The “ethnic” groups considered in this search almost inevitably become confused with the linguistic groups distinguished by comparative philologists. Language is certainly a cultural, rather than a racial, trait and one of those unifying factors that give to a single people that unity which might find outward expression in a “cul- ture” (as defined in chapter II). The equation of language and culture can, however, only possess a restricted validity. Insofar as it is applicable, it gives us a means of supplementing the somewhat vague testimony of ancient writers; for place names often define very accurately the former distribution of a group or people. A comparison of the distribution of place names of a given type with that of archaeological remains has yielded good fruit already. This line of research will, I believe, if the complicated problems of the Iron Age are concomitantly unravelled, lead to the ultimate solution of our questions.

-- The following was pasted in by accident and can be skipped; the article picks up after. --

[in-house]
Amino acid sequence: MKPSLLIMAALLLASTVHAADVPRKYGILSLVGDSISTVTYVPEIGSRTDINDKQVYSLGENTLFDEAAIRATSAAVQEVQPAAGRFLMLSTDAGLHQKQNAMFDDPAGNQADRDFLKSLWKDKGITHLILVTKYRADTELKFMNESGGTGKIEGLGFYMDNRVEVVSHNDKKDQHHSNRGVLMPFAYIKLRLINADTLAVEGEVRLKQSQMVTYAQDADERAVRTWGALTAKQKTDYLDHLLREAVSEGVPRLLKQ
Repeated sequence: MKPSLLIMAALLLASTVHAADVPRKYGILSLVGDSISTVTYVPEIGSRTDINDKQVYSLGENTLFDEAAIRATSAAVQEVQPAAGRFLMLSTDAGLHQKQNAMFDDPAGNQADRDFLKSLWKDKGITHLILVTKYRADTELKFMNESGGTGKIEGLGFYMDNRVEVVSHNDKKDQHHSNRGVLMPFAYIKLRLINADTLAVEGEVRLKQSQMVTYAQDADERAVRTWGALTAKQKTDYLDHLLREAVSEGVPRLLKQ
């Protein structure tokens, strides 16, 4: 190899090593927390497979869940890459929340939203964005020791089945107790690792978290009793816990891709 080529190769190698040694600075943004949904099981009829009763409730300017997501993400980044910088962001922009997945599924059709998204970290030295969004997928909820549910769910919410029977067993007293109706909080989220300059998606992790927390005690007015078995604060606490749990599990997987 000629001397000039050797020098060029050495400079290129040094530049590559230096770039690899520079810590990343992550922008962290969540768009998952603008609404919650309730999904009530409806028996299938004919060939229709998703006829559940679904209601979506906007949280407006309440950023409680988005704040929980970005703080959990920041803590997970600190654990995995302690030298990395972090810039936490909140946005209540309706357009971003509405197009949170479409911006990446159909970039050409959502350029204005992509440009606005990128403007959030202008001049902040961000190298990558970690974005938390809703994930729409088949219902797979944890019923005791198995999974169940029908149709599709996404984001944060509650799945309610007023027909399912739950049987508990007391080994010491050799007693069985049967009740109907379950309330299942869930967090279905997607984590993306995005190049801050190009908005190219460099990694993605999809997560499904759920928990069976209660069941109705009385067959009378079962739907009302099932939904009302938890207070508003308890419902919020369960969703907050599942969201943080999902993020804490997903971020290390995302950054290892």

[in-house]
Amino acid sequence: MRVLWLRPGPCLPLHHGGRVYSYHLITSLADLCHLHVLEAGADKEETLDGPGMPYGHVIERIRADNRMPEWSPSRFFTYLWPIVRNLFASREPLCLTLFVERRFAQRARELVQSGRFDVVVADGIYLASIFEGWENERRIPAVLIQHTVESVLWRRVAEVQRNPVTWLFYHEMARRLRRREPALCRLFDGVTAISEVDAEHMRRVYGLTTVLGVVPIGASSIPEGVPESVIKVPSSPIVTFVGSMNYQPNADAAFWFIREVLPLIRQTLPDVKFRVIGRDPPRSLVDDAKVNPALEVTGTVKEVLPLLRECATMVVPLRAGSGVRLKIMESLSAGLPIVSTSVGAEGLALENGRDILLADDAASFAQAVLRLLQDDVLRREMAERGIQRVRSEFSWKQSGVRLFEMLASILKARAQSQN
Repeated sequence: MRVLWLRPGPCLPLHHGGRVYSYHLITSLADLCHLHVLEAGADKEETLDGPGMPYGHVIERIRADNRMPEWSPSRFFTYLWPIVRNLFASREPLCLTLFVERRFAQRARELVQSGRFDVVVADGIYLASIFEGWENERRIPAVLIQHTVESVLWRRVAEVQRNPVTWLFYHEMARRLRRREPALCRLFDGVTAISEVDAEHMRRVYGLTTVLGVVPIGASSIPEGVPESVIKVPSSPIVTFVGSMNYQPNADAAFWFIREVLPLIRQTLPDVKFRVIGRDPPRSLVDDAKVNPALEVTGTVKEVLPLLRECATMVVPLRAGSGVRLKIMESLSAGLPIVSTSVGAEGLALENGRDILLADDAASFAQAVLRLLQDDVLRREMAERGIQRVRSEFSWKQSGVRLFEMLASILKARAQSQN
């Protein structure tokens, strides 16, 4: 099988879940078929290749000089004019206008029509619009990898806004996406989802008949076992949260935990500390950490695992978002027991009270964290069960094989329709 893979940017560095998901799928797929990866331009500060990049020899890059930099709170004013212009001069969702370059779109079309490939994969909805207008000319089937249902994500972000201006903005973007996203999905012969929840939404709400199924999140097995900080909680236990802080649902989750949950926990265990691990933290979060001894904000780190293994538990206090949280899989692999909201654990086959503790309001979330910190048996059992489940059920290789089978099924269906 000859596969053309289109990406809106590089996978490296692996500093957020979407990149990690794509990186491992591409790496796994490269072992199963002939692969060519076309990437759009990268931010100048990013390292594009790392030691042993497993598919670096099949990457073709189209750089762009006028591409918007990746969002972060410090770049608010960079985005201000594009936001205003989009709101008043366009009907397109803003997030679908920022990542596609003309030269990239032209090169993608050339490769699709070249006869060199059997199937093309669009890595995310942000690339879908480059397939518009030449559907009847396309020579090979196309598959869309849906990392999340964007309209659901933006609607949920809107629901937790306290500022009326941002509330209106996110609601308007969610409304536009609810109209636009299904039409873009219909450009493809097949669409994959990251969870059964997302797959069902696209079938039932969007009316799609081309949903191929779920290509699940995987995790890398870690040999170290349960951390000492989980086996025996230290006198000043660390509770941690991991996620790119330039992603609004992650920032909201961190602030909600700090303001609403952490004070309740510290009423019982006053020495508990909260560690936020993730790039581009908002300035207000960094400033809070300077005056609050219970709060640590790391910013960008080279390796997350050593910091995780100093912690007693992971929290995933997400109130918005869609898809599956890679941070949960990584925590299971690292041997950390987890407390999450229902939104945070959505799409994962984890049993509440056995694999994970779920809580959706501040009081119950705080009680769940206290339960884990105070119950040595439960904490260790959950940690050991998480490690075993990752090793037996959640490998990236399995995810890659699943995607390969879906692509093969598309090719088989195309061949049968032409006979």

It is generally believed that, with the exception of the Mediterranean basin and some corners in the extreme North and West, Europe was occupied by peoples of Indo-European (or Aryan) speech (the great linguistic family to which all modern European languages, except Basque, Magyar, Turkish and Finnish, and also Armenian, Persian and Hindu belong) by the beginning of the Bronze Age. In the Mediterranean basin place names indicate a much longer survival of a predominantly pre-Aryan population. In the Aegean these would be Leleges and Carians of Anatolian affinities, in Sicily and South Italy, Sicels, and in Spain Iberian tribes whose language survives perhaps as Basque. Beyond the borders of the European economic system to the north-east dwelt perhaps already Lapps and Finns, while it is still open to dispute whether some early peoples in the British Isles, such as the mysterious Picts, belonged to our linguistic ancestry at all. For the rest, Aryan languages must have been in general use. It should therefore be possible to connect the several Bronze Age cultures with branches of the Indo-European linguistic family the Teutons, Kelts, Italici, Hellenes, Illyrians, Thraco-Phrygians, and Slavs of the philologist.